George Howland offers account to Daniel H. Wells of expedition.

Feb 9, 1850
George Howland

Geo. Howland, Letter to Daniel H. Wells, February 9, 1850, Territorial Militia Records, Utah State Archives

George Howland, Daniel H. Wells
Daniel H. Wells

At the request of a Council was that another express should be sent to the City I have the honour to make a statement to you in the name of Capt. Grant & others an account of the day's proceedings. The indians are not yet [illeg] that are near the Fort there are still some but it is not known how many. To day we had some very hard fighting with the loss of one life (Joseph Higbee) he was shot through the neck. Mr. Alexander Williams was shot through the shoulder but not [illeg] [?]abus Knowland was shot through the cheek and nose, not in day of Mo. Flynn [illeg] three horses killed, four wounded among the wounded was [illeg] Kimball's. The fire was kept up on the enemy for some time when the command was given by Capt. Grant to [illeg] Kimball & Ferguson to charge on a house (Mr. Beans) which was within a few yards of the Indian Camp. They made a great charge, and took the house in the charge. One man (Mr. Flynn) was slightly wounded, no others suffered. We had two batteries made in the shape of the letter A put on [illeg] into which 12 men got and approached near the enemy all the time keeping up a [illeg] fire but could not get into their camp. Some of the inhabitants of the Fort feel as if they should leave or abandon the place altogether were the Command to be withdrawn without routing the enemy--and some do not seem to care whether they are routed or not as they are going to the gold mines in the spring. "They never have had any trouble with the indians and do not intend to." I am directed to state for Capt. Grant that he would like to have you come to the Fort. We are going to try them again tomorrow and see if we cannot route them altogether by force or strategem. Our men from the city are very much discouraged on account of the manner some of the inhabitants of the Fort [illeg] it seem to put a damper on their courage and patriotism. It would have been far better for <them> to have gone and encamped close by the Indians, than to have gone to the Fort and heard such remarks as "I had soon for the Indians should have my cattle than kill them for you to eat," and "i want [illeg] to go to California with such remarks as these are not calculated to inspire our men at all. As I have nothing further to state as regards the expedition I will now close and forward. Very respectfully Your Obt. Servant Geo. W. Howland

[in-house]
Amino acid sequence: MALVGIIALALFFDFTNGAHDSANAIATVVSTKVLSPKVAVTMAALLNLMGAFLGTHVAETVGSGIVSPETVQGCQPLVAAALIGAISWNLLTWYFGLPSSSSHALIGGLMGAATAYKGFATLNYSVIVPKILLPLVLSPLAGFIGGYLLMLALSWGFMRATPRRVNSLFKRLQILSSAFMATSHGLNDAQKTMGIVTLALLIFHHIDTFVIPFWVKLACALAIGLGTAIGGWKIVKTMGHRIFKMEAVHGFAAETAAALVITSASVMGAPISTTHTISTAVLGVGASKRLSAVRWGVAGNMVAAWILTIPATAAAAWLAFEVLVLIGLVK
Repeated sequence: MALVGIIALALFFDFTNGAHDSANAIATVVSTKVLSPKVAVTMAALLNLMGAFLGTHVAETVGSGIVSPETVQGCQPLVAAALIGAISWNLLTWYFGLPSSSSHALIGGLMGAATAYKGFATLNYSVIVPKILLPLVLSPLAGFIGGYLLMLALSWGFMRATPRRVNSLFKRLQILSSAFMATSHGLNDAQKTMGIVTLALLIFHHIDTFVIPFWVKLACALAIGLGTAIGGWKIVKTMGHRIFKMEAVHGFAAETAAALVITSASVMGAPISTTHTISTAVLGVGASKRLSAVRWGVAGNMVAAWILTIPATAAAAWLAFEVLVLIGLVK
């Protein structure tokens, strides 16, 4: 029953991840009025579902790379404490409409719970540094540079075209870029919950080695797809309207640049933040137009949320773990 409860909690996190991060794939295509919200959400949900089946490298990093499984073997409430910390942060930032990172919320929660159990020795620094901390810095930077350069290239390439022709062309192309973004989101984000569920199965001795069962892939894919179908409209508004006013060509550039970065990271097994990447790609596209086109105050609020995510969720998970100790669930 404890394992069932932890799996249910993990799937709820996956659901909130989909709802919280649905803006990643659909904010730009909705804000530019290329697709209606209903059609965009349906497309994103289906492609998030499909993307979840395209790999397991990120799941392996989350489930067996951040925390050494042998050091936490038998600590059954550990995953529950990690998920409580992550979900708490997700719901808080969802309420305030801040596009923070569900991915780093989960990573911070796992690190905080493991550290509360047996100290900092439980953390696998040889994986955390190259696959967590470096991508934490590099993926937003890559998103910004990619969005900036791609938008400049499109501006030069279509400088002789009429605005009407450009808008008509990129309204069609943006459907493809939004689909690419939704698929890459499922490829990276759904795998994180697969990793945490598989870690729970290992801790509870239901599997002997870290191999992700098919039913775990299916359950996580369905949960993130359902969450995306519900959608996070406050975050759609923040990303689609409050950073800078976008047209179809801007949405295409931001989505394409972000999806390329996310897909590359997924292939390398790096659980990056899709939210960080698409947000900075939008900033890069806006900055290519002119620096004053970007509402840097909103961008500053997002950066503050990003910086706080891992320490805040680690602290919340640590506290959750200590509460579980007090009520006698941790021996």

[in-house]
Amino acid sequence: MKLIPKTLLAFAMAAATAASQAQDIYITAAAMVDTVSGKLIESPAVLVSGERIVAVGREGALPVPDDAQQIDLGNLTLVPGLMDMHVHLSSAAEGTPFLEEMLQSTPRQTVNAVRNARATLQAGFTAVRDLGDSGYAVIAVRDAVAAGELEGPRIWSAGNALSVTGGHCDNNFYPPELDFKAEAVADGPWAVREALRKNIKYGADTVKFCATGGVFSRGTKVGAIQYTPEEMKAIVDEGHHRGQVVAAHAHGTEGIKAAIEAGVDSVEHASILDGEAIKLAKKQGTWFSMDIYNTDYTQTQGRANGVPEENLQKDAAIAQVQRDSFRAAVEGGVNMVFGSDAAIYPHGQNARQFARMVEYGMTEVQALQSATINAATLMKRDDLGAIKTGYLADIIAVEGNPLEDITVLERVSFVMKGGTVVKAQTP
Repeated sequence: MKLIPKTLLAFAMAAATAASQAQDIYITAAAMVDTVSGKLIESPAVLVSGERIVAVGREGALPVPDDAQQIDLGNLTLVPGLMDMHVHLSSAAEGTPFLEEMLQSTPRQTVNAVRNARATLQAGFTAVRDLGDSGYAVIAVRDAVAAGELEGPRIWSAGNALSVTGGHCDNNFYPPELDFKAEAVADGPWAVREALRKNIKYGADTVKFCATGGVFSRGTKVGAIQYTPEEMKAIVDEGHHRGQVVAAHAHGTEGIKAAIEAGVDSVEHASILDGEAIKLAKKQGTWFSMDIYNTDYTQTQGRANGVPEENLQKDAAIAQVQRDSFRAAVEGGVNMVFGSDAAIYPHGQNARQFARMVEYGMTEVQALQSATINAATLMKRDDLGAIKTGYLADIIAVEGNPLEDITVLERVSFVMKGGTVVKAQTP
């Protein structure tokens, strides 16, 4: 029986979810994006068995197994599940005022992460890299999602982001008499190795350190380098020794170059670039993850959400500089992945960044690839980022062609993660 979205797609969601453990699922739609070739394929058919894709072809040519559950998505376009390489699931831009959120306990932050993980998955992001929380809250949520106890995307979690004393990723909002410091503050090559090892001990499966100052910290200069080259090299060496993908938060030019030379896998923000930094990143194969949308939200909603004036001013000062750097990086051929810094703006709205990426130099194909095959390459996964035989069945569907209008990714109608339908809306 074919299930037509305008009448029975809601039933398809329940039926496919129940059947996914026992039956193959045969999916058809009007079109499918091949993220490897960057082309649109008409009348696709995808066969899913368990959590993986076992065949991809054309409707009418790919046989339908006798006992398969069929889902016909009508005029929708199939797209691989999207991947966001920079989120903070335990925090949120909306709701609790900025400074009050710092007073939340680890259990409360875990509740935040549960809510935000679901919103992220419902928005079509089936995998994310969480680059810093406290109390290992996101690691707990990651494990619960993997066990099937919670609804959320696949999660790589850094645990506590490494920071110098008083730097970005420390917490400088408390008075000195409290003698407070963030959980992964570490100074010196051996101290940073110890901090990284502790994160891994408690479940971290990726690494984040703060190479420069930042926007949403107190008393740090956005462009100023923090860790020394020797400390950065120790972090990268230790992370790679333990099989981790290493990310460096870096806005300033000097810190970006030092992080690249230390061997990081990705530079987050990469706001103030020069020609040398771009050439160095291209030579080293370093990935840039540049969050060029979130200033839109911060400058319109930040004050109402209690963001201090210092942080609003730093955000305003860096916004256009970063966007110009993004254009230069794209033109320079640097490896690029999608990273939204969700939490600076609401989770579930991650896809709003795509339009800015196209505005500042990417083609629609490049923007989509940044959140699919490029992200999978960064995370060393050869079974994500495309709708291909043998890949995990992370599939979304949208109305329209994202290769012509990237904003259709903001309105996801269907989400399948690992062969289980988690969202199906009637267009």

Citations in Mormonr Qnas
Copyright © B. H. Roberts Foundation
The B. H. Roberts Foundation is not owned by, operated by, or affiliated with the Church of Jesus Christ of Latter-day Saints.